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Data Reveals The Worst Days of 2016 Topic Analysis

Topic Analysis By Gemma Joyce on December 12th 2016

Let’s be honest. 2016 has been “hella” awful.

We’ve lost the likes of Alan Rickman, Prince, David Bowie and Harambe. Brangelina split. Kobe Bryant retired.

In the US half the country is reeling after an exhausting election cycle and contemplating the possibility of Kanye vs Biden 2020. For Brits, the Freddo has gone up and the pound has gone down.

The world is basically in meltdown.

Calculating the worst days of the year 2016

You’ll find countless articles on the “worst moments of 2016” online, but calculating the worst day of the year needs a smarter approach than sending this week’s intern down a Google rabbit hole. They won’t be able to report, for example, that the worst day of the week in 2016 has been Thursday.

thursday-is-worst-day

The best way (the Brandwatch React way) to find the worst day is to take a look at a whole host of English-speaking expletives and sad words mentioned in conjunction with “this year” or “2016” over the course of the year to discover where the spikes lay.

Mapping the sadness

Unsurprisingly, mentions of 2016 being awful grew steadily throughout the year as the horrific events piled up.

Towards the end of the year, talking about 2016 became like a tedious car game of “I packed my bag”. If 2016 is a bag it’s full of something stinky.

The sad story of 2016

2016 didn’t necessarily have the best start. A spike of 3,687 “sad tweets” on January 1st kicked the year off in a suitably depressing way.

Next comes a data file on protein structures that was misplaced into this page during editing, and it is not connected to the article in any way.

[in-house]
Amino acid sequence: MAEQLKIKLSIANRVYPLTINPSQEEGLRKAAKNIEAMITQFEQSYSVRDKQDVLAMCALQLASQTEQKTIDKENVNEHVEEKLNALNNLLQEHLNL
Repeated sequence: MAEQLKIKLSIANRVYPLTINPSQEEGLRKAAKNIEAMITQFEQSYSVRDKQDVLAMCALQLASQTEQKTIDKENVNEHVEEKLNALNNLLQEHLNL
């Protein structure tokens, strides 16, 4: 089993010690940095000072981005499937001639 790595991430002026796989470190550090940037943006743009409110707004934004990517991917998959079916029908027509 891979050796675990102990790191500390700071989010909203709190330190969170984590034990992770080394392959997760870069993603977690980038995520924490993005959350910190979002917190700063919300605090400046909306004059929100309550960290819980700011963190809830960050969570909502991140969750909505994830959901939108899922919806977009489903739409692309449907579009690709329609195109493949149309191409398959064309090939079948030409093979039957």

15th January saw a second spike (of around 3,530 tweets). This is when the cold realization that this was going to be a bad year began to set in.

Things stayed fairly quiet until April when Lauren Cruz tweeted about a series of events that (depending on your outlook) could be considered bad.

Fast forward to June and England was having (in the eyes of vote-remainers and football fans) a pretty bad time.

Following on from that 8th July saw the British pound become the worst performing currency of 2016.

Mid-August saw a boost in sad tweets as this tweet, which fairly clumsily details the story of a French Olympian getting booed in Rio, gained attention.

21st September saw this tweet about protests in Charlotte turning violent this year:

In many ways, the further into the year, the more indecipherable the subject of tweets got using automatic methods. There was just so much bad.

The subject on the 8th and 9th of November wasn’t up for dispute, however. Between them, we tracked over 47k tweets talking negatively about the year and most of them had a little something to do with it being Election Day.

Weirdly enough, the 24th of November saw spike in sad 2016 mentions that went higher than election day itself, driven primarily by this tweet:

However, the worst day of the year came on the 13th of December.

james-blunt-is-bad

You’ve got to love the internet.

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Gemma Joyce

@GLJoyce

Gemma is the social data journalist heading up Brandwatch React. As well as being first with pop culture news, Gemma loves pizza, politics, and Angry Birds.